Frequently Asked Questions

What kinds of vegetables do you grow?

Many different kinds! Currently on the harvest roster are major players such as: carrots, salads, potatoes, beets, broccoli, cabbages, onions, turnips, radishes, kale, tomatoes, herbs, and many more. We also grow smaller quantities of lesser-known veggies such as kohlrabi and celery root.

Is there anything you don't grow? How about mangoes and bananas?

Pemberton’s mountain climate is perfect for cool-loving crops, like broccoli and carrots. Since many popular heat-loving plants like peppers, cucumbers and tomatoes can be finicky here, we prioritize growing them for taste and for quality rather than quantity.
If you're wanting a harvest share with tons of peppers and eggplants, you may want to consider other CSA farms for a better fit. At the risk of sounding sassy, if you're looking for local mangoes we gently suggest you consider moving further south.

Do you have smaller sizes or half-share alternatives?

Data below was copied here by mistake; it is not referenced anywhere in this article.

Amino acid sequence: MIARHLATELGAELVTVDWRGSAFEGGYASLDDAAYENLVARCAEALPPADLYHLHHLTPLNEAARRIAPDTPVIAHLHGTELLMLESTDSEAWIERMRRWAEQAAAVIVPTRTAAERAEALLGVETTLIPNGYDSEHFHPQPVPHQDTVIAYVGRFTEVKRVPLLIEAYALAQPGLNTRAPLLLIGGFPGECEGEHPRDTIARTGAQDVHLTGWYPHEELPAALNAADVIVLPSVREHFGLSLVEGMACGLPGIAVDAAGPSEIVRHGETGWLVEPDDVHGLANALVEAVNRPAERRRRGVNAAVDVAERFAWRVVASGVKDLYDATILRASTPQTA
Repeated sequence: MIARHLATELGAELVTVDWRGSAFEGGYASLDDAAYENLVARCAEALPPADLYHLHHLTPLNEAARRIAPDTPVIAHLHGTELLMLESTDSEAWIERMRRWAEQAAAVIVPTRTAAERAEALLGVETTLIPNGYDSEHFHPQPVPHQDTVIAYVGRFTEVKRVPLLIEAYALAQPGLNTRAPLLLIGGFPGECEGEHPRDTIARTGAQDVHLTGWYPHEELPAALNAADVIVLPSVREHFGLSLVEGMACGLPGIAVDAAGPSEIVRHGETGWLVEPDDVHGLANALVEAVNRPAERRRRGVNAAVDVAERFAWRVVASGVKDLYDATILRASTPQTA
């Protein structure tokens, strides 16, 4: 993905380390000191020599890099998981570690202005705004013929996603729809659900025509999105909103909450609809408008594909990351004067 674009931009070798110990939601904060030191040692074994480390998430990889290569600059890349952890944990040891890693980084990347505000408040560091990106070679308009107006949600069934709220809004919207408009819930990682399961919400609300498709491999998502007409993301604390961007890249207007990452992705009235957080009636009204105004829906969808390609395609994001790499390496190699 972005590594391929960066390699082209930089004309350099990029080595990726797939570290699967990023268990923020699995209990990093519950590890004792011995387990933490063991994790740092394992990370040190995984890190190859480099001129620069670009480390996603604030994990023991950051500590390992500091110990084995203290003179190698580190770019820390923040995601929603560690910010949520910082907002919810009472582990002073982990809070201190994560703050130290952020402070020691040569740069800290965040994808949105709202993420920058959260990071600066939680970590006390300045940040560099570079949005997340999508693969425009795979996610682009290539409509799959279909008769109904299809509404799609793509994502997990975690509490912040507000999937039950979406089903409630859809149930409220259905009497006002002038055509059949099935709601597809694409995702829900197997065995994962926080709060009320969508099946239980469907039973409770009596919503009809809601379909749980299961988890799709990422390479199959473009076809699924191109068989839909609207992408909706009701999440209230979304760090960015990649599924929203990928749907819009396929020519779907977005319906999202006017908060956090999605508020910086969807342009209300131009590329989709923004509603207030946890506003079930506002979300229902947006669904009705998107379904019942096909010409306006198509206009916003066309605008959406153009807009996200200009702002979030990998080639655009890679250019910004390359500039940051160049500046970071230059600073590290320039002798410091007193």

There is just the one CSA share size, and it tends to work for most people. If you're sure it will be too much food, ask a friend or neighbour if they would like to split a share. With our market-style pickups, it is also fully OK (and expected) that you may not take the full amount of every single item depending on how you eat at home.

Is the farm open to the public? Can we come and visit?

Yes and no. With the fast-pace of our work and busy days as a crew in the field, the farm is not generally open to the public. That said, we love showing our CSA Harvest Share members where their food is being grown. If you would like to see the farm, just get in touch by phone or email and let's set up a visit.

How can I get ahold of you?

Send an email to fourbeatfarm(at)gmail.com
Give Farmer Naomi a call or text at 1-604-902-1514 (we are often out in the field but don't be afraid to leave a voicemail so we can get back to you)

What's with the name? Four Beats?

An excellent question! A horse’s walk is a four beat gait. Clip-clop, clip-clop. The walk of a willing team of workhorses is steady and purposeful, as they tread lightly on the earth and are fueled by solar energy in the form of plant matter that is then put back into the soil to grow again. Farming is rarely this poetic, but systems like these give this farmer food for thought and inspiration to grow better through the rhythm of the seasons.